When it comes to video commerce, OMMA doesn’t “get it.”

Over the weekend, I thumbed through the December 2008 issue of OMMA magazine, “Survival Guide: 2009.”  OMMA assembled its 2009 Survival Guide from a collection of “Top 10 Things You Need To Know About…[insert important industry topic here].”   You can imagine my delight when I turned to the section on Video, authored by Daisy Whitney. Finally, a top-tier publication was going to let all of us online marketers know what we need to do to succeed with video in 2009.

Imagine my disappointment when I saw not a single suggestion was related to video commerce.   Sure, there were plenty of references to branded entertainment, viral marketing, media companies, video advertising, Hollywood, and entertainment brands.  That’s nothing new – video has been all about these things for the last few years.  Video commerce is something different – something truly new.

For too long, the industry of online video has been framed through the lens of media companies, Hollywood, and online advertisers.  Unfortunately, that view is inadequate for online marketers because it views video primarily as a product for advertising, not as a sales tool.

As online marketers in the e-commerce industry, we need to move away from the idea of video as a media that builds audience and instead focus on how video supports the core business.   Viral video can be important, sure.  Launching a new online TV channel might sound like a great idea… I get it.  But online marketers focused on selling products need to think more about how video will help sell more, not about how to use video to launch a new media venture.  Let me put it another way, perhaps a bit more bluntly:  E-commerce companies can either monetize video NOW by driving more traffic to their e-commerce sites and increasing site conversion rates, or e-commerce companies can focus on video as a new media outlet and HOPE to break even by selling ad inventory while simultaneously entering a completely new industry already bursting with new and established entrants.

I don’t mean to be the one to be the bearer of bad news, but in times of economic slowness, despite what all the optimists out there in the media say, few of us will have the luxury to experiment outside the core business in 2009 (and those of us that can, count yourselves among the lucky ones!)  Video commerce is different because it’s primarily concerned with supporting the core business of selling products.  QVC, HSN, and ShopNBC may not have viral video hits or the most ground-breaking ads, but they’ve built empires on the power of direct response video and now are leveraging that content to drive sales online by merchandising with video on their sites.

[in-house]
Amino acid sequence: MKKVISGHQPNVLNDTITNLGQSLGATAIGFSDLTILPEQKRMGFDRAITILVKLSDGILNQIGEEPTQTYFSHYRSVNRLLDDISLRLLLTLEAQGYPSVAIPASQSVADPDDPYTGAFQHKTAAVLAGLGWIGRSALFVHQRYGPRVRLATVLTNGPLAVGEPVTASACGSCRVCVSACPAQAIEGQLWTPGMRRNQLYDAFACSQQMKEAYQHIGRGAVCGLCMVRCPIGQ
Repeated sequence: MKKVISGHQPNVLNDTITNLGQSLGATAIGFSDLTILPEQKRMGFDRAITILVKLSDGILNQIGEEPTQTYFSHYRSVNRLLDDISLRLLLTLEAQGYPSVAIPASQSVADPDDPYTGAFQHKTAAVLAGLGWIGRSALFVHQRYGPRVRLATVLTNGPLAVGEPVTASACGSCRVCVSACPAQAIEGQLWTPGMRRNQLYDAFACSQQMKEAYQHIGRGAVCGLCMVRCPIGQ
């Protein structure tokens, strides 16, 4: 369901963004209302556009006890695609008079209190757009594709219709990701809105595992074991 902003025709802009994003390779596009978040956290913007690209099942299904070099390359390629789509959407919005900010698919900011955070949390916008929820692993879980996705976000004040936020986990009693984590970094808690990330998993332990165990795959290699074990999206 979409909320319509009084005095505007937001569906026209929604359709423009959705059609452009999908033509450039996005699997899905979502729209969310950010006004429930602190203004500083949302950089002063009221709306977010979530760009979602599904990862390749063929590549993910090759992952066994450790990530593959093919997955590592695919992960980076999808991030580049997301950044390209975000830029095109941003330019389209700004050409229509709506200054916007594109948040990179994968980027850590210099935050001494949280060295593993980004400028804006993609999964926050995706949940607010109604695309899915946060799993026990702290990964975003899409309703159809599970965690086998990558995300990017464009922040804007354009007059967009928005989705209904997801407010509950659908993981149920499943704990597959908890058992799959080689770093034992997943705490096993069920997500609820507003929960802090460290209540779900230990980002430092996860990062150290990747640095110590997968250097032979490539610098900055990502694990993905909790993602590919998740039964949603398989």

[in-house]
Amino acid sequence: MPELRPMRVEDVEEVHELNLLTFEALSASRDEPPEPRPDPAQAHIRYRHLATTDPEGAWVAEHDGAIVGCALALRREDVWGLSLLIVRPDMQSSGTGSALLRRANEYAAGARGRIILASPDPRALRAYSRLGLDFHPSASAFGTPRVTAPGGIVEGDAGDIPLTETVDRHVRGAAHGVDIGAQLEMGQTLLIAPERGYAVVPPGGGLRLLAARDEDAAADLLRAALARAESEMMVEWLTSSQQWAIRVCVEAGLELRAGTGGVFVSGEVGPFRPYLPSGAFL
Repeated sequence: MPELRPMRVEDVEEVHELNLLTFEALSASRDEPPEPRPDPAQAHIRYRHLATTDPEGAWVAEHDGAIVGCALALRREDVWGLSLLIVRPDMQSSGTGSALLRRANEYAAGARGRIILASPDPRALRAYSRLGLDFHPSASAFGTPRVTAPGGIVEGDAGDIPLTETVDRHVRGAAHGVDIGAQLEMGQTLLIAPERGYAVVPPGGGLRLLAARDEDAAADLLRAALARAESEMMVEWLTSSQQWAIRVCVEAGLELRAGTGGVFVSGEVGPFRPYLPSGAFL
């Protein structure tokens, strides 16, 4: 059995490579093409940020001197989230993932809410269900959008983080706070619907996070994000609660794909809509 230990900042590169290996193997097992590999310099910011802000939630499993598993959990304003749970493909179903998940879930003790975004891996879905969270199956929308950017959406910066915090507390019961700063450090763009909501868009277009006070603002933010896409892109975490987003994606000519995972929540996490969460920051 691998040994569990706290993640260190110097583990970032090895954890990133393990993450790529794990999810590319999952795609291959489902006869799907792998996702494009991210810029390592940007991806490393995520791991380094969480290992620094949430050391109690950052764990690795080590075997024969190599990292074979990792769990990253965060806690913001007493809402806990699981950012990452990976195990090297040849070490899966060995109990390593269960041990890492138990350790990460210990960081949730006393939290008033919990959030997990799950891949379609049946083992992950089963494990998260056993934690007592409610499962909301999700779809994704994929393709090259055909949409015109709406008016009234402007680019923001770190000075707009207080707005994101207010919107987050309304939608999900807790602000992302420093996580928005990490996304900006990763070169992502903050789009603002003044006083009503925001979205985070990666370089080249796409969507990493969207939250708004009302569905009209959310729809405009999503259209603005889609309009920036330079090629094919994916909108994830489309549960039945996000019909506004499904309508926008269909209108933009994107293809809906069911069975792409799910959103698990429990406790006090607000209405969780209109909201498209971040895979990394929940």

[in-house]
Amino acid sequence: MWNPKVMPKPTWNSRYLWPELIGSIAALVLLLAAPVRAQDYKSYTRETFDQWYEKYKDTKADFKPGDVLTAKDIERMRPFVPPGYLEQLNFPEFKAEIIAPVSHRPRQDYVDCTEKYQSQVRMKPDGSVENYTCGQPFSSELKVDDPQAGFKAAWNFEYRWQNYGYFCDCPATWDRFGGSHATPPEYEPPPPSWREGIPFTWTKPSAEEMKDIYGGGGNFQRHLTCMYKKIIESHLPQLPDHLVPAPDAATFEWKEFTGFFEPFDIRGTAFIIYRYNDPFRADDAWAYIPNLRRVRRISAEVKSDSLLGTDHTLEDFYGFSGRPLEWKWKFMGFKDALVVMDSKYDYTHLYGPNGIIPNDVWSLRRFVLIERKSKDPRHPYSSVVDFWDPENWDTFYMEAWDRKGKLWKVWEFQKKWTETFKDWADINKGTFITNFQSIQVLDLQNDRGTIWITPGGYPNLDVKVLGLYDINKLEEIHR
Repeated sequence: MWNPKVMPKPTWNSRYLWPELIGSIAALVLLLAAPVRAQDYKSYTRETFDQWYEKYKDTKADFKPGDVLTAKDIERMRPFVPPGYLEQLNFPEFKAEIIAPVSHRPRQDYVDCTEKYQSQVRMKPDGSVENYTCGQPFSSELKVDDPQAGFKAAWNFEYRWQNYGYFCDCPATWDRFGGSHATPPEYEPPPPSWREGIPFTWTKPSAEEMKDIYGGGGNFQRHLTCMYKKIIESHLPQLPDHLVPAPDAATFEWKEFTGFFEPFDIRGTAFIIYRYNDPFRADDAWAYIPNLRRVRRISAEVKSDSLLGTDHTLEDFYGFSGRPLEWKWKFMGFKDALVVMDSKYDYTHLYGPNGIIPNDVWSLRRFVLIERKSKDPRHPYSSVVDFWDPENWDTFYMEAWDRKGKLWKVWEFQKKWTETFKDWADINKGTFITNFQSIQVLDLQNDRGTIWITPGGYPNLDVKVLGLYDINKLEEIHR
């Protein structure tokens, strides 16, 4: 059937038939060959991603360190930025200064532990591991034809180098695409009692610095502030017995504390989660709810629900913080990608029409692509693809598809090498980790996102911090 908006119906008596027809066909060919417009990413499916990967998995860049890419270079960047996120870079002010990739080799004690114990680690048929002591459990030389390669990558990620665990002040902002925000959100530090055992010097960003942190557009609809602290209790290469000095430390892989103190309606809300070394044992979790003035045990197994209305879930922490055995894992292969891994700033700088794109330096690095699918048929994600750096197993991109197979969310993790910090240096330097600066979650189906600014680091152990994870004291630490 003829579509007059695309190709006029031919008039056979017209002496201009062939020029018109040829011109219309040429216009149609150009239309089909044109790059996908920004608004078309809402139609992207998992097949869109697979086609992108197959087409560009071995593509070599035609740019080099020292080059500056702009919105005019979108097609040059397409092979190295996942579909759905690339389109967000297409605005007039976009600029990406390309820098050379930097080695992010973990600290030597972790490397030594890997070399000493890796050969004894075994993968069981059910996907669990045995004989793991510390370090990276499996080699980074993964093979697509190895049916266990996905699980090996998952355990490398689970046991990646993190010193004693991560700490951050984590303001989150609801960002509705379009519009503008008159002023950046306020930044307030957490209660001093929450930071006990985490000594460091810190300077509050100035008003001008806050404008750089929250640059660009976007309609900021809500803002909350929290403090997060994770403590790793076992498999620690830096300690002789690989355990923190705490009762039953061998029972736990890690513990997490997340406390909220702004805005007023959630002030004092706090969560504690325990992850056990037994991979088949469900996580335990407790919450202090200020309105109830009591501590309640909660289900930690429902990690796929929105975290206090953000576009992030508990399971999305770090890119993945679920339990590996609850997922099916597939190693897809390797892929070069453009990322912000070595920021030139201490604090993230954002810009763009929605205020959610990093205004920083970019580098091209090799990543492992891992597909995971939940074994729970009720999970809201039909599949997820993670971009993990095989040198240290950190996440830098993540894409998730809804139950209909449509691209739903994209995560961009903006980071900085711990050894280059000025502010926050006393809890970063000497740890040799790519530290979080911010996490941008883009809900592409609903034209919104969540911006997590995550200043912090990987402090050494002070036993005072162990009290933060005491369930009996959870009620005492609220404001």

While I don’t think the QVC and HSN model are necessarily the best fit for all e-commerce companies, their online model should be considered by those of us without a background in video production and direct response.  Let’s remember these pioneers of the video commerce industry aren’t dedicating so many resources to online video simply because it’s “easier for them to do” since they already have content.  The reason they’re doing it is because they understand what many of us still do not.


In closing, I’d like to reiterate I have nothing against Daisy Whitney.  She is an accomplished reporter and without a doubt one of the leading online video industry luminaries out there, but her background isn’t in e-commerce – it’s in media.  And OMMA, as the self-proclaimed magazine of “Media, Marketing, and Advertising” is way too heavy on media and advertising reporting when it comes to video, and way too light on using video as a marketing tool accountable to the bottom line.

Happy Selling!